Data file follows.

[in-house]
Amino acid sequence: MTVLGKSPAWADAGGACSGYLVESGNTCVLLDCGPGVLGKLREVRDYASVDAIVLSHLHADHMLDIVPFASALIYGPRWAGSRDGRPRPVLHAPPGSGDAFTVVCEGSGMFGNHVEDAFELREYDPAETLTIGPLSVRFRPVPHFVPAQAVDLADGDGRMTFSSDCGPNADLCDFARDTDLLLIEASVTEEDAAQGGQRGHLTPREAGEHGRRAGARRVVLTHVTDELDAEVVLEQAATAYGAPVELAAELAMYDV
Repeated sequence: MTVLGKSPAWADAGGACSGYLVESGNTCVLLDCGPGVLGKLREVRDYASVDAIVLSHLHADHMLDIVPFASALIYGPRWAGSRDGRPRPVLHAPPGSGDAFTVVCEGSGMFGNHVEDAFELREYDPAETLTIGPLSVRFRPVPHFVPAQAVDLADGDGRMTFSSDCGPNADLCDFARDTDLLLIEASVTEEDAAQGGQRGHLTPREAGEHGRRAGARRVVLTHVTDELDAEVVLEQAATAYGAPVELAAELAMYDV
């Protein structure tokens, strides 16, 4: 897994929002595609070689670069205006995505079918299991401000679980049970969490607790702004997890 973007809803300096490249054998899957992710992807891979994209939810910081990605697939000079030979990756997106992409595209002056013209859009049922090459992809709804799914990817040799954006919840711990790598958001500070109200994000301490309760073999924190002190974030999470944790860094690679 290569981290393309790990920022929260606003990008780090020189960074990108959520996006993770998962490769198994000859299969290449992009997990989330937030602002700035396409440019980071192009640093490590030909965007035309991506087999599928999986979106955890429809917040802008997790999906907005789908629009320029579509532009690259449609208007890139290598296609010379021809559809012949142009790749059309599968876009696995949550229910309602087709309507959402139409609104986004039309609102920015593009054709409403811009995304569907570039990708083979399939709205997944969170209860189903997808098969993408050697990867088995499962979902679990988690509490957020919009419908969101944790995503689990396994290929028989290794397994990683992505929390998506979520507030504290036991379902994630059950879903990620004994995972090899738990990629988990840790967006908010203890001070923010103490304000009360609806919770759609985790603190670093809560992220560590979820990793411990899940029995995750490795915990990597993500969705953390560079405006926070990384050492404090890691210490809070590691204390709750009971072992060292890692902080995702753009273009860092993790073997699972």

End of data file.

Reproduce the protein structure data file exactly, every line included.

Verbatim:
[in-house]
Amino acid sequence: MTVLGKSPAWADAGGACSGYLVESGNTCVLLDCGPGVLGKLREVRDYASVDAIVLSHLHADHMLDIVPFASALIYGPRWAGSRDGRPRPVLHAPPGSGDAFTVVCEGSGMFGNHVEDAFELREYDPAETLTIGPLSVRFRPVPHFVPAQAVDLADGDGRMTFSSDCGPNADLCDFARDTDLLLIEASVTEEDAAQGGQRGHLTPREAGEHGRRAGARRVVLTHVTDELDAEVVLEQAATAYGAPVELAAELAMYDV
Repeated sequence: MTVLGKSPAWADAGGACSGYLVESGNTCVLLDCGPGVLGKLREVRDYASVDAIVLSHLHADHMLDIVPFASALIYGPRWAGSRDGRPRPVLHAPPGSGDAFTVVCEGSGMFGNHVEDAFELREYDPAETLTIGPLSVRFRPVPHFVPAQAVDLADGDGRMTFSSDCGPNADLCDFARDTDLLLIEASVTEEDAAQGGQRGHLTPREAGEHGRRAGARRVVLTHVTDELDAEVVLEQAATAYGAPVELAAELAMYDV
């Protein structure tokens, strides 16, 4: 897994929002595609070689670069205006995505079918299991401000679980049970969490607790702004997890 973007809803300096490249054998899957992710992807891979994209939810910081990605697939000079030979990756997106992409595209002056013209859009049922090459992809709804799914990817040799954006919840711990790598958001500070109200994000301490309760073999924190002190974030999470944790860094690679 290569981290393309790990920022929260606003990008780090020189960074990108959520996006993770998962490769198994000859299969290449992009997990989330937030602002700035396409440019980071192009640093490590030909965007035309991506087999599928999986979106955890429809917040802008997790999906907005789908629009320029579509532009690259449609208007890139290598296609010379021809559809012949142009790749059309599968876009696995949550229910309602087709309507959402139409609104986004039309609102920015593009054709409403811009995304569907570039990708083979399939709205997944969170209860189903997808098969993408050697990867088995499962979902679990988690509490957020919009419908969101944790995503689990396994290929028989290794397994990683992505929390998506979520507030504290036991379902994630059950879903990620004994995972090899738990990629988990840790967006908010203890001070923010103490304000009360609806919770759609985790603190670093809560992220560590979820990793411990899940029995995750490795915990990597993500969705953390560079405006926070990384050492404090890691210490809070590691204390709750009971072992060292890692902080995702753009273009860092993790073997699972």